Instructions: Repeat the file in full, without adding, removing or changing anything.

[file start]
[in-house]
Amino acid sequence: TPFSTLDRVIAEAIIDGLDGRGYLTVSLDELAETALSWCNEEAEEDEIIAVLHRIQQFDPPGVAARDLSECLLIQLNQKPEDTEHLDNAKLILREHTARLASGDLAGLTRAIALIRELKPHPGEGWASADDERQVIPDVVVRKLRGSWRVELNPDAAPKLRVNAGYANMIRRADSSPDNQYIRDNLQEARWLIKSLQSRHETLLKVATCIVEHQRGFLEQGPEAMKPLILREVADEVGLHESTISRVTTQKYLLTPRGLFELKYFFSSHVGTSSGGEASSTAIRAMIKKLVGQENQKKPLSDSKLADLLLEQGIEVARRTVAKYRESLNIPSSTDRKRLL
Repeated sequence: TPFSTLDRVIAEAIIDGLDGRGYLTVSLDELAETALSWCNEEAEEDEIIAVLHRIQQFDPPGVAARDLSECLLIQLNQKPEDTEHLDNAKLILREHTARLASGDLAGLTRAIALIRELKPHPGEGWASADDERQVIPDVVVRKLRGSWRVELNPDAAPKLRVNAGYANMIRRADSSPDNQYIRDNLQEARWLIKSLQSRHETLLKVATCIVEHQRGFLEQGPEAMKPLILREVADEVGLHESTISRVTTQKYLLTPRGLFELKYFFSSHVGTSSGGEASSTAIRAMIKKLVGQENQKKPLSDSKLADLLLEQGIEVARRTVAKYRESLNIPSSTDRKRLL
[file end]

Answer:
[in-house]
Amino acid sequence: TPFSTLDRVIAEAIIDGLDGRGYLTVSLDELAETALSWCNEEAEEDEIIAVLHRIQQFDPPGVAARDLSECLLIQLNQKPEDTEHLDNAKLILREHTARLASGDLAGLTRAIALIRELKPHPGEGWASADDERQVIPDVVVRKLRGSWRVELNPDAAPKLRVNAGYANMIRRADSSPDNQYIRDNLQEARWLIKSLQSRHETLLKVATCIVEHQRGFLEQGPEAMKPLILREVADEVGLHESTISRVTTQKYLLTPRGLFELKYFFSSHVGTSSGGEASSTAIRAMIKKLVGQENQKKPLSDSKLADLLLEQGIEVARRTVAKYRESLNIPSSTDRKRLL
Repeated sequence: TPFSTLDRVIAEAIIDGLDGRGYLTVSLDELAETALSWCNEEAEEDEIIAVLHRIQQFDPPGVAARDLSECLLIQLNQKPEDTEHLDNAKLILREHTARLASGDLAGLTRAIALIRELKPHPGEGWASADDERQVIPDVVVRKLRGSWRVELNPDAAPKLRVNAGYANMIRRADSSPDNQYIRDNLQEARWLIKSLQSRHETLLKVATCIVEHQRGFLEQGPEAMKPLILREVADEVGLHESTISRVTTQKYLLTPRGLFELKYFFSSHVGTSSGGEASSTAIRAMIKKLVGQENQKKPLSDSKLADLLLEQGIEVARRTVAKYRESLNIPSSTDRKRLL